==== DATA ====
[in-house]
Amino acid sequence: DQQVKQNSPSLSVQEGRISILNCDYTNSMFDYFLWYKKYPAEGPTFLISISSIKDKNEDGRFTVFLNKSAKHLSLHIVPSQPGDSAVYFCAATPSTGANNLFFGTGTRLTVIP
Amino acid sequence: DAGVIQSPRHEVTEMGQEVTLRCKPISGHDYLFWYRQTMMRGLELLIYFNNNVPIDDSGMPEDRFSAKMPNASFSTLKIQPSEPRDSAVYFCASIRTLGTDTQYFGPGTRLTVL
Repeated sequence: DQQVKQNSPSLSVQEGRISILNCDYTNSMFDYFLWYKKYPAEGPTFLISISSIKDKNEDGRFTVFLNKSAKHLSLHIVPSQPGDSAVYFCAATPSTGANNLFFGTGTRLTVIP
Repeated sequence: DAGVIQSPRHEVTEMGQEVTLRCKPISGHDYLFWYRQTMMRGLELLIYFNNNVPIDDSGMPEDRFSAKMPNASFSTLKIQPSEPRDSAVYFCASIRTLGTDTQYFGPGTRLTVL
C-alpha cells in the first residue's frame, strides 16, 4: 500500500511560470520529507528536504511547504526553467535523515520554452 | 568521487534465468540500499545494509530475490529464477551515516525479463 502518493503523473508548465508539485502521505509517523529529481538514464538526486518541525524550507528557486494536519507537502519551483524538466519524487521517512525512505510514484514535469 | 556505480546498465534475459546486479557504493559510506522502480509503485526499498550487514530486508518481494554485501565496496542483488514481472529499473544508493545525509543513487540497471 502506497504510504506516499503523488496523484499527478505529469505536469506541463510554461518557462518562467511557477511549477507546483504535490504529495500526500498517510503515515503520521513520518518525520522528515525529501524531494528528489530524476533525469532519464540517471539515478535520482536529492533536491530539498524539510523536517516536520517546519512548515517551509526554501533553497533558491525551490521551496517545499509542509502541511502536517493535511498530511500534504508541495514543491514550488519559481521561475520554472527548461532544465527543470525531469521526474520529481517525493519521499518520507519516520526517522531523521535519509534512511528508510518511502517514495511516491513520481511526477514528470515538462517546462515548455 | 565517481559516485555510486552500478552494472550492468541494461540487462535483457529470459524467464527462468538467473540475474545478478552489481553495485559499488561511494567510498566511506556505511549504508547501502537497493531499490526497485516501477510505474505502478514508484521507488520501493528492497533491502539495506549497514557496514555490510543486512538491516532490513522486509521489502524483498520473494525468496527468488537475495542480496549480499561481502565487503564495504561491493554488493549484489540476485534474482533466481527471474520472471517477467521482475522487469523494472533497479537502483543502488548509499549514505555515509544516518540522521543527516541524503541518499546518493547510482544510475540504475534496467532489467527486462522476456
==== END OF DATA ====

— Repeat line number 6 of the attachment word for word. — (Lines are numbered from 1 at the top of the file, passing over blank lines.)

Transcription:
C-alpha cells in the first residue's frame, strides 16, 4: 500500500511560470520529507528536504511547504526553467535523515520554452 | 568521487534465468540500499545494509530475490529464477551515516525479463 502518493503523473508548465508539485502521505509517523529529481538514464538526486518541525524550507528557486494536519507537502519551483524538466519524487521517512525512505510514484514535469 | 556505480546498465534475459546486479557504493559510506522502480509503485526499498550487514530486508518481494554485501565496496542483488514481472529499473544508493545525509543513487540497471 502506497504510504506516499503523488496523484499527478505529469505536469506541463510554461518557462518562467511557477511549477507546483504535490504529495500526500498517510503515515503520521513520518518525520522528515525529501524531494528528489530524476533525469532519464540517471539515478535520482536529492533536491530539498524539510523536517516536520517546519512548515517551509526554501533553497533558491525551490521551496517545499509542509502541511502536517493535511498530511500534504508541495514543491514550488519559481521561475520554472527548461532544465527543470525531469521526474520529481517525493519521499518520507519516520526517522531523521535519509534512511528508510518511502517514495511516491513520481511526477514528470515538462517546462515548455 | 565517481559516485555510486552500478552494472550492468541494461540487462535483457529470459524467464527462468538467473540475474545478478552489481553495485559499488561511494567510498566511506556505511549504508547501502537497493531499490526497485516501477510505474505502478514508484521507488520501493528492497533491502539495506549497514557496514555490510543486512538491516532490513522486509521489502524483498520473494525468496527468488537475495542480496549480499561481502565487503564495504561491493554488493549484489540476485534474482533466481527471474520472471517477467521482475522487469523494472533497479537502483543502488548509499549514505555515509544516518540522521543527516541524503541518499546518493547510482544510475540504475534496467532489467527486462522476456